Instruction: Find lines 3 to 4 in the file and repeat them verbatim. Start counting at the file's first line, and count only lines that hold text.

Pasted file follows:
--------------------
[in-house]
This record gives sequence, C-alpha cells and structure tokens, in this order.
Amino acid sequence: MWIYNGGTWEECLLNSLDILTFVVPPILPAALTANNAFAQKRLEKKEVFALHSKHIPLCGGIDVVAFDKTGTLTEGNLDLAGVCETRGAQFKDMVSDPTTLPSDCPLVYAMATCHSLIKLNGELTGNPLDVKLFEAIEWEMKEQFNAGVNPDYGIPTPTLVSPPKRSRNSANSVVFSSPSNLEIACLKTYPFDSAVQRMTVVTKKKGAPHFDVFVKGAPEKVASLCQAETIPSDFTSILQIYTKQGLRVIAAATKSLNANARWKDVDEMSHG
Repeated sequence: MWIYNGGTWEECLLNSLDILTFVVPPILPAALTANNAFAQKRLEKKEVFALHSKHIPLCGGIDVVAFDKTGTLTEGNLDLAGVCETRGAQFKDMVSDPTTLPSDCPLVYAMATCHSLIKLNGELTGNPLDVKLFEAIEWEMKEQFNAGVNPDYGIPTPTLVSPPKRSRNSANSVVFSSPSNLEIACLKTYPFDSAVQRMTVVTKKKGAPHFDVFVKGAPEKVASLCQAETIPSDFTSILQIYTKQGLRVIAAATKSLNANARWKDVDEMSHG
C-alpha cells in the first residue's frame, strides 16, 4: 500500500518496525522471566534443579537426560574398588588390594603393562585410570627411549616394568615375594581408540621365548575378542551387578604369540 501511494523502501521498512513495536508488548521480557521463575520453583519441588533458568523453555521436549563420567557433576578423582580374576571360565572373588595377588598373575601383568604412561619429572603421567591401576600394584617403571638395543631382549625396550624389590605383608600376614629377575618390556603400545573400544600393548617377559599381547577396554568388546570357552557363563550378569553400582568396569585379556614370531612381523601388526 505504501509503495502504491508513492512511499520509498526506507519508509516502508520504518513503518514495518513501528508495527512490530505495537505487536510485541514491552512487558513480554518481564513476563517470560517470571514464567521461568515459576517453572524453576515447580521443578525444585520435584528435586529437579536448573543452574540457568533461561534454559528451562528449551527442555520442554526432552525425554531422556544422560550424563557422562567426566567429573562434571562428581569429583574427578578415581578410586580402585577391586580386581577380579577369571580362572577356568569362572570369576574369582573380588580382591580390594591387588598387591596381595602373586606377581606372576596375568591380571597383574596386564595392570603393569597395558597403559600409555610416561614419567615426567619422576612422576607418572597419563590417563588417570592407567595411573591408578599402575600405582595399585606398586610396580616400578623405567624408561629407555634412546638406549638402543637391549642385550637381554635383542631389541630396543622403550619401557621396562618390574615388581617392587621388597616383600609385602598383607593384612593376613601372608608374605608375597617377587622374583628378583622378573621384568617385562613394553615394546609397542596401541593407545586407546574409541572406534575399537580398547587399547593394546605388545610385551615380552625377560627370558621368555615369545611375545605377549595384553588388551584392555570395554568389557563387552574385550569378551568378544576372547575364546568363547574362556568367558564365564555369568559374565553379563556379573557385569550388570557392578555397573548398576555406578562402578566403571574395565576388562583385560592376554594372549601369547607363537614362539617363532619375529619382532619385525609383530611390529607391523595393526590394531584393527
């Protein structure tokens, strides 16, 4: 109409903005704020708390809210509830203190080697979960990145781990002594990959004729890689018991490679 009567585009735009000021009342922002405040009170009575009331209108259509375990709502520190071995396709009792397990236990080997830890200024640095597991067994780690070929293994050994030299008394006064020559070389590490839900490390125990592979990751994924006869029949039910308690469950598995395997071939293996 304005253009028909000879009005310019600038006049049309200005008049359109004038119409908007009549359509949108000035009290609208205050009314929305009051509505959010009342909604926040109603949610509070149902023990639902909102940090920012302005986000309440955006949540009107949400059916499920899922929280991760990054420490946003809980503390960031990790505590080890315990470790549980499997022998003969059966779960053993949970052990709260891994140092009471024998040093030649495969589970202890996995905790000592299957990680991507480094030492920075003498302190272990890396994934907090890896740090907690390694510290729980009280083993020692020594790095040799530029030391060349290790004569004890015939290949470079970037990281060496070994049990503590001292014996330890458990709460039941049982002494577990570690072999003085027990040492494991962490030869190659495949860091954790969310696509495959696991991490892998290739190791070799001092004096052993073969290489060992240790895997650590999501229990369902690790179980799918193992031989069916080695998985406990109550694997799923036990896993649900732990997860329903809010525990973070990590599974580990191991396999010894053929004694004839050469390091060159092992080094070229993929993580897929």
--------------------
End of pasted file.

Amino acid sequence: MWIYNGGTWEECLLNSLDILTFVVPPILPAALTANNAFAQKRLEKKEVFALHSKHIPLCGGIDVVAFDKTGTLTEGNLDLAGVCETRGAQFKDMVSDPTTLPSDCPLVYAMATCHSLIKLNGELTGNPLDVKLFEAIEWEMKEQFNAGVNPDYGIPTPTLVSPPKRSRNSANSVVFSSPSNLEIACLKTYPFDSAVQRMTVVTKKKGAPHFDVFVKGAPEKVASLCQAETIPSDFTSILQIYTKQGLRVIAAATKSLNANARWKDVDEMSHG
Repeated sequence: MWIYNGGTWEECLLNSLDILTFVVPPILPAALTANNAFAQKRLEKKEVFALHSKHIPLCGGIDVVAFDKTGTLTEGNLDLAGVCETRGAQFKDMVSDPTTLPSDCPLVYAMATCHSLIKLNGELTGNPLDVKLFEAIEWEMKEQFNAGVNPDYGIPTPTLVSPPKRSRNSANSVVFSSPSNLEIACLKTYPFDSAVQRMTVVTKKKGAPHFDVFVKGAPEKVASLCQAETIPSDFTSILQIYTKQGLRVIAAATKSLNANARWKDVDEMSHG